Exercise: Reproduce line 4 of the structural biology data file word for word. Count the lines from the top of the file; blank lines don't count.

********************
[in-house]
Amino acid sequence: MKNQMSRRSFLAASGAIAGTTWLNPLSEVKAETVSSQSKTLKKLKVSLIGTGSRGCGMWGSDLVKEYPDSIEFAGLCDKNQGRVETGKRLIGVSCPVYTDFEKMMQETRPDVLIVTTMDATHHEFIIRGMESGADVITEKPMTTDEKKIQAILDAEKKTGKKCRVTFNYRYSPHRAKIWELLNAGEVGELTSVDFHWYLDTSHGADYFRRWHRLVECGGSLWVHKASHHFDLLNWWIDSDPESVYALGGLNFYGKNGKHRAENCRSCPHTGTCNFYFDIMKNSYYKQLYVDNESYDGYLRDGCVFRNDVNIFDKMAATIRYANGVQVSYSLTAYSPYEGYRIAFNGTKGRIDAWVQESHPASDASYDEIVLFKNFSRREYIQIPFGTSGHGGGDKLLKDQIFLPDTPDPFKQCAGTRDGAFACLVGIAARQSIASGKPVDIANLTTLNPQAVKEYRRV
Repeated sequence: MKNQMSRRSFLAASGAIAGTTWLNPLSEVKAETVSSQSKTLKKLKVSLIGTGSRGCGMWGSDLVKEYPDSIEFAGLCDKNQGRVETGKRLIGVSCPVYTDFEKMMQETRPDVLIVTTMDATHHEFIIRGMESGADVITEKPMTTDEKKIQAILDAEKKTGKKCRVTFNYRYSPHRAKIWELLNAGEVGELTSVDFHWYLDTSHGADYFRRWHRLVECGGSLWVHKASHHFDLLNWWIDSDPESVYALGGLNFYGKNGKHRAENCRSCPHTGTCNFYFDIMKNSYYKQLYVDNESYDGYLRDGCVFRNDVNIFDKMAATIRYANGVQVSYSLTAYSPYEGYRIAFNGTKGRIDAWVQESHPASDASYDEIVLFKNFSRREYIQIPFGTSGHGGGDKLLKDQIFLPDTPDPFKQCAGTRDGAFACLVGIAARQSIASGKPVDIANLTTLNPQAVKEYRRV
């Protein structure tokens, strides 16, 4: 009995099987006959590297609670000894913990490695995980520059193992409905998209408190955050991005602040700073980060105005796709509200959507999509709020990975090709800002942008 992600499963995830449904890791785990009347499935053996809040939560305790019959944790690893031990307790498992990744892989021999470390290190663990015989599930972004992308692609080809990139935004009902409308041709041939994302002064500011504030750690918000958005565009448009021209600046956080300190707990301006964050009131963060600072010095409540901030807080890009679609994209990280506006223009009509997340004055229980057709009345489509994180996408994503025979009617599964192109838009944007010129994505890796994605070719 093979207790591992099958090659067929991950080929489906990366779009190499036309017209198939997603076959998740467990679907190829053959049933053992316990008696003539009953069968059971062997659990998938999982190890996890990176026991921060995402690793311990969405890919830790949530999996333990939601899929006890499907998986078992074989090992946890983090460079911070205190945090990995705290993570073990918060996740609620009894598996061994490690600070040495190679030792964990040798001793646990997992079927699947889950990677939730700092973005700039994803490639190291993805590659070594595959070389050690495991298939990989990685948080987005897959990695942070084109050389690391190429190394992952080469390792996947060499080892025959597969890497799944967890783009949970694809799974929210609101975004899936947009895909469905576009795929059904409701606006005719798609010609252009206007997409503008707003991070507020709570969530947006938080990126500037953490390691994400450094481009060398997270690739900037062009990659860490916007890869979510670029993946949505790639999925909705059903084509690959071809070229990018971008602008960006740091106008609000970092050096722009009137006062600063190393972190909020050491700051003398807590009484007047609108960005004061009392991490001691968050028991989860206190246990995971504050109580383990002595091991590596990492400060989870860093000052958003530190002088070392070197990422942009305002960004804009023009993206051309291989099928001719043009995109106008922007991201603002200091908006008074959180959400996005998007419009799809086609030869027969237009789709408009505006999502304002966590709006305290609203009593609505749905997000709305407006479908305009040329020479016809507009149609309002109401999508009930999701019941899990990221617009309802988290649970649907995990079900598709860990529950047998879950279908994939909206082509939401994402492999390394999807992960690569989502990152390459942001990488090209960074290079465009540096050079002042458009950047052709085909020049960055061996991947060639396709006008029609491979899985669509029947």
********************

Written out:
């Protein structure tokens, strides 16, 4: 009995099987006959590297609670000894913990490695995980520059193992409905998209408190955050991005602040700073980060105005796709509200959507999509709020990975090709800002942008 992600499963995830449904890791785990009347499935053996809040939560305790019959944790690893031990307790498992990744892989021999470390290190663990015989599930972004992308692609080809990139935004009902409308041709041939994302002064500011504030750690918000958005565009448009021209600046956080300190707990301006964050009131963060600072010095409540901030807080890009679609994209990280506006223009009509997340004055229980057709009345489509994180996408994503025979009617599964192109838009944007010129994505890796994605070719 093979207790591992099958090659067929991950080929489906990366779009190499036309017209198939997603076959998740467990679907190829053959049933053992316990008696003539009953069968059971062997659990998938999982190890996890990176026991921060995402690793311990969405890919830790949530999996333990939601899929006890499907998986078992074989090992946890983090460079911070205190945090990995705290993570073990918060996740609620009894598996061994490690600070040495190679030792964990040798001793646990997992079927699947889950990677939730700092973005700039994803490639190291993805590659070594595959070389050690495991298939990989990685948080987005897959990695942070084109050389690391190429190394992952080469390792996947060499080892025959597969890497799944967890783009949970694809799974929210609101975004899936947009895909469905576009795929059904409701606006005719798609010609252009206007997409503008707003991070507020709570969530947006938080990126500037953490390691994400450094481009060398997270690739900037062009990659860490916007890869979510670029993946949505790639999925909705059903084509690959071809070229990018971008602008960006740091106008609000970092050096722009009137006062600063190393972190909020050491700051003398807590009484007047609108960005004061009392991490001691968050028991989860206190246990995971504050109580383990002595091991590596990492400060989870860093000052958003530190002088070392070197990422942009305002960004804009023009993206051309291989099928001719043009995109106008922007991201603002200091908006008074959180959400996005998007419009799809086609030869027969237009789709408009505006999502304002966590709006305290609203009593609505749905997000709305407006479908305009040329020479016809507009149609309002109401999508009930999701019941899990990221617009309802988290649970649907995990079900598709860990529950047998879950279908994939909206082509939401994402492999390394999807992960690569989502990152390459942001990488090209960074290079465009540096050079002042458009950047052709085909020049960055061996991947060639396709006008029609491979899985669509029947």